Slowing Down and Making Room
October 29, 2013 at 9:22 am Categories: News
A few weeks ago in our email newsletter, Pastor Steve asked a question:
How are we going to slow life down to a pace we can manage … a pace we were meant to live at? What is one thing we can do to make more room in life for the things that matter most: our relationship with God and our relationships with each other?
We’ve had a few responses and will add more as we get them! Send your ideas to Pastor Steve at firstname.lastname@example.org. Maybe we can all help each other make room in life for the things that matter most.
Ideas from Pastor Steve
1. Have a no technology night at home once a month.
2. Have one question everyone in the family has to answer at the supper table before you leave the table. (i.e. What surprised you today? If you were the principal of the school or the boss at work, what is one thing you would change? If you were an animal, what would you be and why that one? If you could be any person, who would you be and why?)
3. Pick up your kid at school for an appointment … then tell them the appointment is for them to have ice cream with you.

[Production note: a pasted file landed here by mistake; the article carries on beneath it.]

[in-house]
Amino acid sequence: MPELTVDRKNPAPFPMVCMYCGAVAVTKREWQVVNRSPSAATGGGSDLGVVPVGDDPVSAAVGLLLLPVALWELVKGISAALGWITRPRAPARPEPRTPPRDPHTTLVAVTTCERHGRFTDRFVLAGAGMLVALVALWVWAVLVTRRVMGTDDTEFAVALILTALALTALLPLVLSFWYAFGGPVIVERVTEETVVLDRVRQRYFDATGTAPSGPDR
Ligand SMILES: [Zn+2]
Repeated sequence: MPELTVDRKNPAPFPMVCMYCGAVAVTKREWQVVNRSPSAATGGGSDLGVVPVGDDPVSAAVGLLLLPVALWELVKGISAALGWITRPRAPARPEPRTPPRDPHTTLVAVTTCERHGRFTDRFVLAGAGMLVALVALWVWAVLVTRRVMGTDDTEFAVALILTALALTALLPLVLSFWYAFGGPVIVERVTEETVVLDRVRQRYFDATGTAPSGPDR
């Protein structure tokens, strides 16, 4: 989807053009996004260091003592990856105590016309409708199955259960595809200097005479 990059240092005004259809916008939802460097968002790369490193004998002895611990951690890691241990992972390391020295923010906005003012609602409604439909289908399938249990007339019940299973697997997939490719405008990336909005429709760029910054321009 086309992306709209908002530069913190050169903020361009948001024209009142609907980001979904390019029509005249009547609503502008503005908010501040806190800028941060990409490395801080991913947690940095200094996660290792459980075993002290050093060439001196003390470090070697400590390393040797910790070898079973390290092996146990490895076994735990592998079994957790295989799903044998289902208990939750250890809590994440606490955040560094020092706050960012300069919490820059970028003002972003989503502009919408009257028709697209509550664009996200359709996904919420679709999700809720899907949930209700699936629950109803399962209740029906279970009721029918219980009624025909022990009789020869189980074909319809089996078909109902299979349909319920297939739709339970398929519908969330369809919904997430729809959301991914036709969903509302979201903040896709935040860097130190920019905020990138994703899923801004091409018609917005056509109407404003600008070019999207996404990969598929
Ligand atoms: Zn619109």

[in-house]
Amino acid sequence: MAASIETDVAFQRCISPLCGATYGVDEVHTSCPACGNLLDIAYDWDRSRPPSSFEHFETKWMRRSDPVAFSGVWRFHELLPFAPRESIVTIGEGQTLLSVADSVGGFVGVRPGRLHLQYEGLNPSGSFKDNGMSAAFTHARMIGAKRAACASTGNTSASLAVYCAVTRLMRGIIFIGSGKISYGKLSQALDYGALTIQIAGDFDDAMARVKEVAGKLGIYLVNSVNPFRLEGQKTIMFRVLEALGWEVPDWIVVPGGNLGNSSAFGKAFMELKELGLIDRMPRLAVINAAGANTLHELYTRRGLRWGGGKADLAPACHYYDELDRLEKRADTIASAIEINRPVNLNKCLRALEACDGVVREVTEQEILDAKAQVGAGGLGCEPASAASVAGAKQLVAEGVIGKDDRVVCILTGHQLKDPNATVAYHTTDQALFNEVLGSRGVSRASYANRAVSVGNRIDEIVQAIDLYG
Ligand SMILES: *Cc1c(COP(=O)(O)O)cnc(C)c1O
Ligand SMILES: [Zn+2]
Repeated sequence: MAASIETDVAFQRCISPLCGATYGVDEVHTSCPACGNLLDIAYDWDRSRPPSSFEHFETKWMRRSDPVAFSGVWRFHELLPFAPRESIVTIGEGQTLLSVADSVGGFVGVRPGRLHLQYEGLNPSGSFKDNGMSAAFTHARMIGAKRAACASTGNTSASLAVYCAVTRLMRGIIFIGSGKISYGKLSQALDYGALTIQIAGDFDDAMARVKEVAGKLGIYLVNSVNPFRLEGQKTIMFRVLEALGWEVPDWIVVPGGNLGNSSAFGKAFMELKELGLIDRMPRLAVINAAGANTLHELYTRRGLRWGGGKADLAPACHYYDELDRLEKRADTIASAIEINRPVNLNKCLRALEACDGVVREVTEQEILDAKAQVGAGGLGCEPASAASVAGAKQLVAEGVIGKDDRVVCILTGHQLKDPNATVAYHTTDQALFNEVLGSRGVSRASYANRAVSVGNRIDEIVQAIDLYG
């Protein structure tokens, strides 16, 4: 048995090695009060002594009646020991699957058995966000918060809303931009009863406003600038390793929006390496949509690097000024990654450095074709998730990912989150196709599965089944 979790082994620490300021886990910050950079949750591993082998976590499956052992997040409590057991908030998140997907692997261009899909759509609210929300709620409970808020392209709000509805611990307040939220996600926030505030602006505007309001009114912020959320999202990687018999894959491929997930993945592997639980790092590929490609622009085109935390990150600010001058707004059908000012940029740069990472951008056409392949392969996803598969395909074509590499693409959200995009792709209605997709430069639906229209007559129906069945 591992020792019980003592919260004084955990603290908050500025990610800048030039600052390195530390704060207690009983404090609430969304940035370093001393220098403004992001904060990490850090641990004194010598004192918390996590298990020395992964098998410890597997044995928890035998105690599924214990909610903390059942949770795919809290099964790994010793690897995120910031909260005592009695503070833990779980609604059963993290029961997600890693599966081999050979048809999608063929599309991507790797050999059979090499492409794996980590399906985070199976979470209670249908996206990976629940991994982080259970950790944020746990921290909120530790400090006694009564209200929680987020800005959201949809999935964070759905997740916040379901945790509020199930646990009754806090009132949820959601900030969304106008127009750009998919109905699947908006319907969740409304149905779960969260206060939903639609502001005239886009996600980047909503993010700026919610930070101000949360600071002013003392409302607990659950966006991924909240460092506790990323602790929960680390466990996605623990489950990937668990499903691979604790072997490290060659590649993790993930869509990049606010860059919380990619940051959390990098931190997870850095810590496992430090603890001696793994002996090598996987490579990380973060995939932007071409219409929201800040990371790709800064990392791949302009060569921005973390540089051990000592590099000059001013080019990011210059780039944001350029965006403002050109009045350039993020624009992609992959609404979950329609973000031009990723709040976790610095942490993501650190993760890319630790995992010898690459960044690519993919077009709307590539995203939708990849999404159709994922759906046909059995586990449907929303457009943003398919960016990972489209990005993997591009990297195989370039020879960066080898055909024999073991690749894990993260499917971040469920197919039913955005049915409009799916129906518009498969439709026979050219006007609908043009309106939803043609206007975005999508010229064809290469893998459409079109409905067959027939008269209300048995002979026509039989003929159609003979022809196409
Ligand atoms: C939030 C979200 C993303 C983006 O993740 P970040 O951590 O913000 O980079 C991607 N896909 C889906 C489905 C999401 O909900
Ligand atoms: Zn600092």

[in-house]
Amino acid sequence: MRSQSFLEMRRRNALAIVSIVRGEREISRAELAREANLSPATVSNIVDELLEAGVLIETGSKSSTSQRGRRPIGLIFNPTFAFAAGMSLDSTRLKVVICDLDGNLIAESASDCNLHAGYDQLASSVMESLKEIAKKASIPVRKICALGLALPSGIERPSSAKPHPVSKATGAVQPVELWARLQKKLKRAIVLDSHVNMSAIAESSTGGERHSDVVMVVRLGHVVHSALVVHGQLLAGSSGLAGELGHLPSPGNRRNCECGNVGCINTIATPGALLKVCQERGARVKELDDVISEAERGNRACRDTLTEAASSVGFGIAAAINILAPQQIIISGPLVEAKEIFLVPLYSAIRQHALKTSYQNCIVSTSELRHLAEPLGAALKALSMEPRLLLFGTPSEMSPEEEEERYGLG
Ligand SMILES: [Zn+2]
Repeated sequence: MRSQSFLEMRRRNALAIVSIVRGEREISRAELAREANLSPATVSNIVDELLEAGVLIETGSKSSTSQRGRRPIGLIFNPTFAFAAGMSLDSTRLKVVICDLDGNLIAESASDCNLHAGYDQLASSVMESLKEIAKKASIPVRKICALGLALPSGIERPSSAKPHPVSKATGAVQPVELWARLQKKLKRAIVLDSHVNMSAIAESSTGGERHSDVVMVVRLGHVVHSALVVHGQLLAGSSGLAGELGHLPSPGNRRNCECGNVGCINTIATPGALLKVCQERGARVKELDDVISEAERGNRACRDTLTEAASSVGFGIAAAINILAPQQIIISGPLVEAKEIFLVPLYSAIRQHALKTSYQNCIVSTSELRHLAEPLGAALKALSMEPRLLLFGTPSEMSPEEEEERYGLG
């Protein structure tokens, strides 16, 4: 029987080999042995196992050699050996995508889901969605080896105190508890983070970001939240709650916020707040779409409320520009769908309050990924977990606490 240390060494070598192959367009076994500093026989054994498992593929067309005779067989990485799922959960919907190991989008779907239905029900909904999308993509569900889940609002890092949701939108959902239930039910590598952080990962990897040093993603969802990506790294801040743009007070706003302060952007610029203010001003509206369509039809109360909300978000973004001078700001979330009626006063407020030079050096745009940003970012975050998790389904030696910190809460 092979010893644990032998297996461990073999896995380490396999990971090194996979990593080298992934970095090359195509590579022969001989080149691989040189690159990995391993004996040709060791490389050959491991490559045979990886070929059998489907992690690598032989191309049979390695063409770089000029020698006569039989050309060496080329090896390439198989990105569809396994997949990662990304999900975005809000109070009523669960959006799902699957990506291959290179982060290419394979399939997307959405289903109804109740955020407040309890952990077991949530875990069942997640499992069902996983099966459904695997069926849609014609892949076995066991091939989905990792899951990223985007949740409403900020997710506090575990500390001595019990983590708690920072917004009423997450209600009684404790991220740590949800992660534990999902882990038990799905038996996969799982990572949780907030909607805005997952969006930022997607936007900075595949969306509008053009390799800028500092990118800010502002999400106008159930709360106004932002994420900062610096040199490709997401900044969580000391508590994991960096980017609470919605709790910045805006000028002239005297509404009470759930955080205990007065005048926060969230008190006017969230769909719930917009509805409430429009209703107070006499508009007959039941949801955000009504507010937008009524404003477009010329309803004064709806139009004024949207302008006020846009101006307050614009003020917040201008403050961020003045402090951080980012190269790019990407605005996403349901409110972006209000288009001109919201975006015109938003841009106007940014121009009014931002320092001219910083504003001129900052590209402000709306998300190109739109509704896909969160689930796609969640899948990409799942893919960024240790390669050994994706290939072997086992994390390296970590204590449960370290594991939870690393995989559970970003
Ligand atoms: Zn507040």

4. Pick a book and read it out loud to your spouse in bed.
5. Volunteer once a month as a family at a homeless shelter or soup kitchen or a food bank.
6. Have every body take a walk together for 15 minutes each evening before they charge off into their separate worlds.
7. Everyone meet at the couch once a day for 15 minutes of just being together.
From Barbara Stryker
Call and invite a friend for an impromptu cup of coffee and sit on the front porch.
From Joanne Davis
I smiled at your notion that folks need to slow their lives – I agree, but I don’t think people want to. Here’s a thought – don’t have your phone permanently attached to your hand. Don’t check FB or email every hour. Put the phone on mute and leave it somewhere out of sight for a while. Whatever is happening will wait. What did we do 10 years ago – we had answering machines and dealt with the messages when we could. I’m amazed by how intrusive and invasive cell phones have become – it’s like the people present aren’t as important as whoever might be sending a text or posting on FB. Being connected isn’t all that it’s cracked up to be. It just generates more information that is often of little or no significance but demands time/attention. We create our own frenzy because of the immediacy of the technology. I am encouraged that rarely at church do you see people working smartphones instead of talking to folks. That’s the one place it doesn’t seem to happen.
Share your own suggestions! Email Pastor Steve at email@example.com.